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Treating Parasites in Small Ruminants

By   /  April 17, 2017  /  4 Comments

It turns out, treating every animal in the herd 2 or more times a year, as many of us were taught, creates more problems than it solves. Here’s what we should do instead.

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Click to download this for free from the ATTRA website.

As a novice goatherd back in 1997, I was taught that every member of my research herd should be treated for internal parasites twice a year. Years later, I realize that was the wrong thing to do, and that doing “preventive” treatment like that was actually creating drug resistant parasites and increasing potential parasite problems in my herd. But what should we be doing instead? Here’s a summary for improved success from a series of publications from from ATTRA/NCAT. We’ve provided links to the publications so you can download them for further reading.

Treat only those animals that are suffering.

Treating only the animals that really need it reduces your costs and labor immediately. It also has long term benefits, as you’ll reduce how rapidly parasites become resistant to your dewormer. You can use FAMACHA to determine which animals need treatment for barberpole worms. (NCAT’s Dave Scott shows how in this video.)

Click to download this publication..

Use the right dose.

Dewormer doses are weight based. Since most of us underestimate animal weights, we’re prone to under-dosing. For creating drug resistance, this can be as bad as treating every animal in the herd. It kills off the weakest parasites, leaving the strong to reproduce, so that the next time we deworm, we’ll be less successful.

If you don’t have time to weigh every animal, weigh the heaviest of those to be treated and give each animal that dose. If you’re dosing goats, remember that they need 1.5 to 2x the dose a sheep requires. (Your veterinarian can tell you which drugs require which dose.) By fasting your animals overnight you can increase medication effectiveness.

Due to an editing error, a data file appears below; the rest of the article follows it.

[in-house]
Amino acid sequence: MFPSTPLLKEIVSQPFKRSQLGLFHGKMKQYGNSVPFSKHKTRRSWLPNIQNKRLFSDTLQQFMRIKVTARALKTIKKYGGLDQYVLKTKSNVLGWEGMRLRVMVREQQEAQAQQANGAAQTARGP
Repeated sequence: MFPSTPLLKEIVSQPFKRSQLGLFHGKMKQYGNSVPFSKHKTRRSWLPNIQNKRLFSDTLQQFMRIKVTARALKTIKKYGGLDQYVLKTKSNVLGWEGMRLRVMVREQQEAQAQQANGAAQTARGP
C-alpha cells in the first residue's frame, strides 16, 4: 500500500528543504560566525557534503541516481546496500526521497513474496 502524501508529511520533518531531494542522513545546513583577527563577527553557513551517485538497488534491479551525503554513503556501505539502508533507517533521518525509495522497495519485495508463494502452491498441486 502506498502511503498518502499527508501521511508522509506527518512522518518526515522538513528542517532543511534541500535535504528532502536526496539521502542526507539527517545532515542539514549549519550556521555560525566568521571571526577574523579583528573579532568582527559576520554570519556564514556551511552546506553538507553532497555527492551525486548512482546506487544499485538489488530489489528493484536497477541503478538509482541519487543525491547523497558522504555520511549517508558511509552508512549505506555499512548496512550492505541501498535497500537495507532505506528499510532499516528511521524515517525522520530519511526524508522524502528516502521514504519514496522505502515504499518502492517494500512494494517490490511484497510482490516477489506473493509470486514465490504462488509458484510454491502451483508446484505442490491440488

Maintain a parasite “refugia.”

Every time an animal is dewormed, all the susceptible parasites are killed. Those that survive reproduce, and over time you end up with an entire population of resistant parasites. By treating only animals that are suffering from parasites, and not those that are doing well in spite of a few parasites, you create a “refugia” or “refuge” of non-resistant parasites. Those parasites dilute the population of resistance, so when you do need to use a dewormer you will still have success.

Keep records.

Records of which animals require dosing and how much the dose was will help you make future management decisions, including culling. We’ll be covering culling for parasite resistance in a future article as well.

Adjust Your Management

Both the publication on “Managing Internal Parasites in Sheep and Goats,” and our first article in this series, “The Silver Bullet of Parasite Control in Small Ruminants,” provide suggestions for improved management that will decrease the risk that your stock will encounter larvae in pasture. They’re as simple as not grazing as short and setting up a rotational system so that when larvae hatch your stock are in a different paddock.

And what happened to my research goat herd? As the herd grew from 11 to 130, and my office work responsibilities increased, I just couldn’t keep up. Worming went by the wayside, and since I lived in an arid environment, and the research project required just the kind of rotational grazing used by many to keep livestock out of harms way, nothing bad happened. Goats stayed healthy, does bred back every season, and there was no evidence of parasites in the herd. It wasn’t until years later that I understood my luck. I hope all of you are just as lucky too!